“Now we have highlighted people’s experiences it is more important that we act to create change.”
First published March 2021, written Frances Schofield, #HealthNow Coordinator, Crisis Birmingham.
Today, 19th March 2021, Groundswell and Crisis Skylight Birmingham are launching our peer research report ‘understanding homeless health inequality in Birmingham’. This research is part of the #HealthNow campaign led by Groundswell, delivered in partnership with Crisis in Birmingham on a local level.
Back in the early days of the pandemic, we assembled a team of volunteer Peer Researchers with experience of homelessness to investigate homeless health inequalities in Birmingham. Right from the beginning the team united around a singular goal: to improve access to healthcare for people experiencing homelessness in our city. We wanted to understand barriers to accessing treatment when someone is experiencing homelessness, so we could use this knowledge to inform and influence system change that ultimately improves people’s health and saves lives.
Throughout November 2020, #HealthNow Peer Researchers carried out 64 interviews with people experiencing homelessness across the Birmingham. As the research progressed, peers reflected on how interviewees’ stories mirrored their personal experiences – it didn’t take long to see patterns emerging. Issues such as poor communication, access barriers, experiences of stigma and discrimination and lack of knowledge of feedback mechanisms impacted people’s engagement with all health services. Other barriers were specific to individual services. I invite you to read the full report of our findings and pay particular attention to the excerpts from individual interviews: it is important we listen to people’s stories in their own words.
Now we have highlighted people’s experiences it is more important that we act to create change. Last week we convened a meeting of our local Birmingham #HealthNow alliance to draw up an action plan addressing the issues identified in our research. We brought together #HealthNow Peer Researchers and representatives from Birmingham and Solihull CCG, local NHS Trusts, Birmingham City Council, HealthWatch Birmingham and local homelessness and substance misuse services. Birmingham’s Director of Public Health, Dr Justin Varney, opened the meeting, inviting us to challenge ourselves to seek fundamental change.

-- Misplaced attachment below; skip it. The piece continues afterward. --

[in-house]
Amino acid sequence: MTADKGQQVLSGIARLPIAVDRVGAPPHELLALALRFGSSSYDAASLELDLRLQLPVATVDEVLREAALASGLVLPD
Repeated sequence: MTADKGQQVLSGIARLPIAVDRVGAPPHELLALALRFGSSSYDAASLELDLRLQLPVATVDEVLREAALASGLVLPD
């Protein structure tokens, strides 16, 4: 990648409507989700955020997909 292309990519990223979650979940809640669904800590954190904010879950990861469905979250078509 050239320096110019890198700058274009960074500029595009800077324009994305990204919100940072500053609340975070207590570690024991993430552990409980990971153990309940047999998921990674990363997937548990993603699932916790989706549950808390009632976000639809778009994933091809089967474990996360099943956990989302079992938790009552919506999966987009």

“The action planning session was brilliant as it has enabled an attainable, practical and joined up approach to moving forward in tackling these inequalities”
Latifah Stone, Healthwatch Birmingham (Partnership Officer)
“I was surprised and encouraged to see how wide the representation was and excited to see the level of enthusiasm from many sectors to agree priorities and press the agenda locally. I think connections will be a big part of this and learning from good practice elsewhere including in Bristol where Connected Care is working well.”
Dr Jonathan Bown, GP Partner, Cape Hill Medical Centre and Homeless Health Xchange
We left the meeting with a plan of coproduced concrete, tangible actions that system leaders can take to improve services for people experiencing homelessness, as well as commitments to hold each other to account. For example:
- we will explore and develop training on good practice when supporting patients who are experiencing homelessness
- we will pilot GP and paramedic in-reach to hostels
- #HealthNow volunteers will support our local homeless primary care team to set up a patient participation group
Some of this work is already underway. #HealthNow volunteers have begun delivering training to trainee nursing associates at University Hospitals Birmingham NHS Foundation Trust. But there is still more to do. Our #HealthNow alliance will meet every two months to review our action plan and track progress. In the words of one #HealthNow Peer Researcher, “This is just the beginning”; and they’re exactly right, this is what #HealthNow is all about – using insight to create actions for change.